Losing Sleep? You May be More Likely to Catch a Cold - Crozer-Keystone Health System - PA

Published on November 18, 2015

Losing Sleep? You May be More Likely to Catch a Cold

A new study is reporting there’s yet another thing you should be doing to protect yourself: get plenty of sleep.

A new study found that people who sleep
less than six hours a night are
more likely to catch a cold.

You don’t have to look at your calendar to know it’s cold and flu season – you’ll know it’s here when you feel like you’re constantly surrounded by people coughing and sneezing.

Diligently washing your hands, steering clear of sick people, avoiding touching your eyes, mouth and nose are all great ways to protect yourself from catching a cold. But a new study is reporting there’s yet another thing you should be doing to protect yourself: get plenty of sleep.

The study found that people who sleep less than six hours a night are more likely to catch a cold – 39 percent of those study participants who slept less than six hours caught a cold. In comparison, only 18 percent of those who slept six or more hours per night got sick.

It’s not just the amount of time you sleep that can affect your ability to ward off a cold – quality is just as important. Other studies have found that the more soundly and deeply you sleep, the more likely you are to avoid getting sick.

All of this contributes to the growing body of evidence showing a link between sleep and the immune system. When people don’t sleep enough, it may negatively impact the immune system in a variety of ways, ranging from how cells act to enabling inflammation pathways.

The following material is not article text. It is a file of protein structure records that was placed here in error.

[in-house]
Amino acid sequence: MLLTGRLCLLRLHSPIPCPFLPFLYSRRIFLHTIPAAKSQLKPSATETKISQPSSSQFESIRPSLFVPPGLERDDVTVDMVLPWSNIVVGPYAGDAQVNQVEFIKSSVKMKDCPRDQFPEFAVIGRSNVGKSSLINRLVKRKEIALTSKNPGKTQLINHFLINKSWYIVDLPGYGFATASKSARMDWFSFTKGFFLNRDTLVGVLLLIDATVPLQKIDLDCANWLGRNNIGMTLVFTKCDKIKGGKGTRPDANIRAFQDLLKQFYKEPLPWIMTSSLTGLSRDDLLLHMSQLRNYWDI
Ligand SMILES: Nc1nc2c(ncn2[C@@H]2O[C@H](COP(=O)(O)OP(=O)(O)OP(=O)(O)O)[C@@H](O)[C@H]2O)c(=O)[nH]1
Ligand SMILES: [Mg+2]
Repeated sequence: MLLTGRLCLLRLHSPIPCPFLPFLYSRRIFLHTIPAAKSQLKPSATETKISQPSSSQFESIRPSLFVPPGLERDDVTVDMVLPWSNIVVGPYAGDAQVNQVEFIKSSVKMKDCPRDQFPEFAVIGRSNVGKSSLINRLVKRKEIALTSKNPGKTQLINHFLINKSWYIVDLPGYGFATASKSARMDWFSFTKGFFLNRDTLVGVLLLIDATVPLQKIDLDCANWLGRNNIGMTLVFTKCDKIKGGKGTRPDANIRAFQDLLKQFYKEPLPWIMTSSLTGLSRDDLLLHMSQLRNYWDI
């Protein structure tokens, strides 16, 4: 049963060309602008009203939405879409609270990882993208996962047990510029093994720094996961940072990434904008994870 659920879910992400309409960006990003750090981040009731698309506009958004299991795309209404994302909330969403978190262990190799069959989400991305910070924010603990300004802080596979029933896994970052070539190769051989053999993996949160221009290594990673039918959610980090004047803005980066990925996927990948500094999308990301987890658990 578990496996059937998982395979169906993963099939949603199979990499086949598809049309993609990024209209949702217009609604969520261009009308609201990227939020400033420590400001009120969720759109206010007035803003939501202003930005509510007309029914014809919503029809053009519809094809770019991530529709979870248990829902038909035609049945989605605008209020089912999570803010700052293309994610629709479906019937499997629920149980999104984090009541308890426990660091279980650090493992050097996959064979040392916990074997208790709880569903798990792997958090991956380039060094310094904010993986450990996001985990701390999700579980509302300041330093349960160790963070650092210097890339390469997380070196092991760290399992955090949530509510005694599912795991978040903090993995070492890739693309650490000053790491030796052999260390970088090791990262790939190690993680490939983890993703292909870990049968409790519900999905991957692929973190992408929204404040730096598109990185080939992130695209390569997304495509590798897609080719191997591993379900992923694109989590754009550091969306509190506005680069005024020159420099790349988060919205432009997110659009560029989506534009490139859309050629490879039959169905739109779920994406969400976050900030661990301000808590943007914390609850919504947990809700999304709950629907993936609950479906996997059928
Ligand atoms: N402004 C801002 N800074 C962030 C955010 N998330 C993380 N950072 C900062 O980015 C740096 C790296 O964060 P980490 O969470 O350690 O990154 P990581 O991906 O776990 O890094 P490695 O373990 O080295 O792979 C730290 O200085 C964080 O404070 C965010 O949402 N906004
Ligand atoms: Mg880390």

In general, adults in the U.S. don’t get enough sleep. In 1985, the average amount of sleep was close to seven and a half hours. According to the American Academy of Sleep Medicine, the amount of sleep has dropped to 7.18 hours – and that’s an average.

So how can you get a better night’s sleep? The first way to ensure you’re getting quality sleep is to maintain the same sleep and wake times – falling asleep and waking up around the same time every day helps regulate your circadian rhythm, which plays a role in the production of the sleep-hormone melatonin. Put your devices away in the evening when it’s approaching your bedtime – the light emitted from your electronics and devices can inhibit the production of melatonin.

Other things you can do to help get more and better quality sleep are:

  • Exercise or get physical activity, just not too close to bedtime
  • Try to get outside in the natural sunlight during the day
  • Reduce or eliminate caffeine and alcohol a few hours before bed
  • Set your bedroom temperature cooler
  • Create rituals to calm and relax yourself before bed, like reading or a hot bath

According to the Centers for Disease Control and Prevention (CDC), most adults average two to three colds a year and kids have even more. Simply sleeping a little more each night might help you avoid one or more of those colds this season.

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